All this week, Florida’s largest newspaper, the Miami Herald, has been writing both feature articles and editorials about the problems facing Florida property owners in finding affordable insurance. Day after day, headlines conveyed the intensity of the struggle: “Storm Warning: Prop up insurance,” was a typical lead, along with “Is Citizens Insurance ready for the big one?” and “Lawmakers still scrambling on wind insurance.” Florida, like all gulf coast states, has problems of both insurance affordability and availability. But here’s the difference between the Sunshine state and the Bayou state. Florida is giving the problem serious attention. It’s a front and center concern for the governor, the legislature, insurance regulators, and the news media. In Louisiana, there is hardly a whisper.
When Florida Governor Charlie Crist took office a few months before Governor Bobby Jindal in 2007, his first words of commitment were: “The lack of available and affordable property insurance is the biggest threat to our economy. We cannot wait until the regular legislative session to find solutions.” Crisp immediately called a special session of the legislature and offered a litany of changes and reforms that led to cheaper insurance rates.”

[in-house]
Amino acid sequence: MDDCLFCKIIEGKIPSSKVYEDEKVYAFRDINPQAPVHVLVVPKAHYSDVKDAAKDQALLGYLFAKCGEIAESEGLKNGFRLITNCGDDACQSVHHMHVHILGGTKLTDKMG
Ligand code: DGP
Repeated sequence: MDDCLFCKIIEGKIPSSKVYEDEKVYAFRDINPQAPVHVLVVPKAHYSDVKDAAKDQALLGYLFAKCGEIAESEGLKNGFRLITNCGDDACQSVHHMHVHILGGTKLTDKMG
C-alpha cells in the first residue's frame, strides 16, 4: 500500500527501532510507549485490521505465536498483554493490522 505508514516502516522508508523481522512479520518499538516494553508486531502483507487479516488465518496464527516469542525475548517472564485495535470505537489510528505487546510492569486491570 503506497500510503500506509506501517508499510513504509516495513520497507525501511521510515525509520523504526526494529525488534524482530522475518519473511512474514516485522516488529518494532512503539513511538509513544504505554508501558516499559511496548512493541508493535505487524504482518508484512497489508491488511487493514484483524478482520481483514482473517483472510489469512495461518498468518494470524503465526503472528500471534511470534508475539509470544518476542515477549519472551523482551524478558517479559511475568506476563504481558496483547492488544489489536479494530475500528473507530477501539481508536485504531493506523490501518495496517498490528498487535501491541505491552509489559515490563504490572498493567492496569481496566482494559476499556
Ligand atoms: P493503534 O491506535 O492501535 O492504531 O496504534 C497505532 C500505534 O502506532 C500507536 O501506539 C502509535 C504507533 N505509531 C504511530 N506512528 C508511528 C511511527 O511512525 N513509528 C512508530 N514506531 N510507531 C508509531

Florida has significantly more hurricane exposure than does Louisiana. Ninety percent of all homeowners live within a few miles of the Gulf or the Atlantic Ocean. A hurricane crossing the Florida peninsula slows down, at best, only 15 miles per hour. Yet in spite of all this exposure, property insurance rates are cheaper in Florida than in Louisiana. In Perdido Key, on the Florida-Alabama border, many Louisianans have beach homes or condos. On average, they pay significantly less on these properties than they do on their homes in New Orleans, Baton Rouge and other Louisiana cities. Property insurance rates for commercial real estate have gone down, somewhere in the neighborhood of 30% to 40%, according realtor Steve Ekovich of the Tampa office of Marcus & Millichap, and insurance is more available. Continue reading “Jim Brown Compares Florida”